Advertisement
YOU ARE HERE: LAT HomeCollectionsJet Records
IN THE NEWS

Jet Records

FEATURED ARTICLES
ENTERTAINMENT
October 4, 1990 | CHUCK PHILIPS, TIMES STAFF WRITER
Rock music is back in the courtroom--on death charges. Six weeks after the British rock group Judas Priest was absolved of causing the suicide-related deaths of two Sparks, Nev., youths, fellow British rocker Ozzy Osbourne faces similar charges in Macon, Ga.
ARTICLES BY DATE
BUSINESS
March 2, 2011 | Bloomberg News
NetJets Inc., the business jet operator owned by Warren Buffett's Berkshire Hathaway Inc., said it placed a record order for as many as 120 Bombardier Inc. planes in anticipation of a rebound in luxury travel. The agreement, worth more than $6.7 billion at list prices, comprises 50 firm orders and 70 options, NetJets said Wednesday. Bombardier said it's the largest business aircraft sale in the company's history. How much Columbus, Ohio-based NetJets will pay for the aircraft, which will be delivered starting in the fourth quarter of 2012, wasn't disclosed.
Advertisement
NEWS
November 5, 1999 | Associated Press
The cockpit voice recorder from Payne Stewart's shattered Learjet has yielded noises but no voices from the final moments of the doomed flight. But those noises could help establish the cause of the accident that killed the golfer and five other people Oct. 25, National Transportation Safety Board spokesman Paul Schlamm said Thursday. The plane crashed in South Dakota four hours after it left Orlando, Fla., on a flight to Texas.
WORLD
July 6, 2009 | Times Wire Reports
A submarine scouring the Indian Ocean detected the signal beacons of the data and voice recorders from a Yemenia Airways flight that crashed off the Comoros Islands, the French aviation agency said. Plans were underway to retrieve the boxes within days, a Yemeni official said. The chief of Yemen's Civil Aviation Authority, Hamed Ahmad Faraj, had only grim news for reporters, saying that search planes have spotted another floating body.
NEWS
November 29, 1992 | From Associated Press
The recording tape was missing from one of the two "black boxes" Russian President Boris N. Yeltsin handed over in hopes of clearing up why a South Korean jetliner was shot down over Soviet territory in 1983, a South Korean official said Saturday. Chang Sang Hyon, vice minister of transportation, said the flight-data recorder did not contain its tape, which is believed to be key to determining why Korean Air Lines Flight 007 veered off course, violating Soviet airspace.
NEWS
June 28, 1985 | Associated Press
A faint signal has been detected from the seabed that could be from the flight recorders of the Air-India jumbo jet that crashed in the North Atlantic with the loss of 329 lives, investigators said Thursday. The Challenger, a British seabed survey ship, "has intercepted a weak and intermittent signal, but we can't confirm that it is from the flight recorders," said a spokesman at the Royal Navy's command center at Northwood, northwest of London.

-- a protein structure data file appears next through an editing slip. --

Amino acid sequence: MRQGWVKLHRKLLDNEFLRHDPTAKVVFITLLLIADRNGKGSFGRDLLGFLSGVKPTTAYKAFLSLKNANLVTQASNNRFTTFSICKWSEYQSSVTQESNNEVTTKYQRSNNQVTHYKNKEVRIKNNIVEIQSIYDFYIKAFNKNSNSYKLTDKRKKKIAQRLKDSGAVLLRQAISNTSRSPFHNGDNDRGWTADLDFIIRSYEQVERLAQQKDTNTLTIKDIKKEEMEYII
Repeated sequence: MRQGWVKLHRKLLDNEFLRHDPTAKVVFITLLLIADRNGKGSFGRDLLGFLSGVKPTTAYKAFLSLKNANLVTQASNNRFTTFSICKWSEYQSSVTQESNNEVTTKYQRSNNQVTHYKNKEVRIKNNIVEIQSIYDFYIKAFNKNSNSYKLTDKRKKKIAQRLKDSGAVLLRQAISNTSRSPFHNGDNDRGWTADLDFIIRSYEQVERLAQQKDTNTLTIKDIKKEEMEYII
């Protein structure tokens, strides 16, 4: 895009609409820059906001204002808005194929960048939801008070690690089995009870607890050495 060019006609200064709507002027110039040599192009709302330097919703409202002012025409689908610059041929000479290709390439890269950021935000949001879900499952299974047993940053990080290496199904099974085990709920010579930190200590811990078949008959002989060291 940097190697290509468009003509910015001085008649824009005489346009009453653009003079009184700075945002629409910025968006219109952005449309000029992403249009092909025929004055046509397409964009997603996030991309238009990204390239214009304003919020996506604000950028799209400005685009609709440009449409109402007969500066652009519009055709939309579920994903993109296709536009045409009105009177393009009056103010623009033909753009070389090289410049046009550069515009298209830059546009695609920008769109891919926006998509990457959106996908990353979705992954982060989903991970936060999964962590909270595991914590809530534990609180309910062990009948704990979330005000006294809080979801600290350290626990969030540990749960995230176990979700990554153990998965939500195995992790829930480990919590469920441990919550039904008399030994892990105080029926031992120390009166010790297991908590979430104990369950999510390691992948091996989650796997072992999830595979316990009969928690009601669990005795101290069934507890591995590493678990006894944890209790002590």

NEWS
June 26, 1985 | From Times Wire Services
Experts said Tuesday that they have not yet determined if it was a bomb that shattered an Air-India jumbo jet at 31,000 feet and that the "black box" data recorders from Flight 182, which could provide clues to the disaster, may never be found. The search in the North Atlantic for victims of the Sunday crash was scaled down, with 198 of the 329 people aboard still unaccounted for.
NATIONAL
March 2, 2005 | From Associated Press
Millionaire adventurer Steve Fossett raced across the skies above Pakistan on Tuesday in his bid to become the first person to fly a plane around the globe solo, nonstop and without refueling. His experimental single- engine GlobalFlyer had consumed 25% of its 18,000 pounds of fuel, while Fossett had downed at least three diet chocolate milkshakes, he said in a call from the plane. He took off after sunset Monday from Salina.
NEWS
February 10, 1989
Search teams, slogging through knee-deep mud, recovered at least 30 more bodies as well as the cockpit voice recorder from the wreckage of a U.S.-owned Boeing 707 that crashed in the Azores Islands, killing all 137 passengers and seven crew members aboard. Search efforts to recover the remaining bodies as well as the flight data recorder were later suspended due to fog. "The (landing) instructions given the pilot were absolutely correct," an airport official on Santa Maria Island said.
NEWS
February 3, 2000 | ERIC MALNIC TINA DIRMANN and MITCHELL LANDSBERG, TIMES STAFF WRITERS
An underwater Navy robot, operating by remote control 700 feet beneath the surface of the Pacific Ocean, retrieved a cockpit voice recorder late Wednesday that should contain clues to the crash of an Alaska Airlines jet off the Ventura County coast. Earlier in the day, the Coast Guard called off its search for survivors, saying there was no chance any of the 88 people aboard Flight 261 could have lived.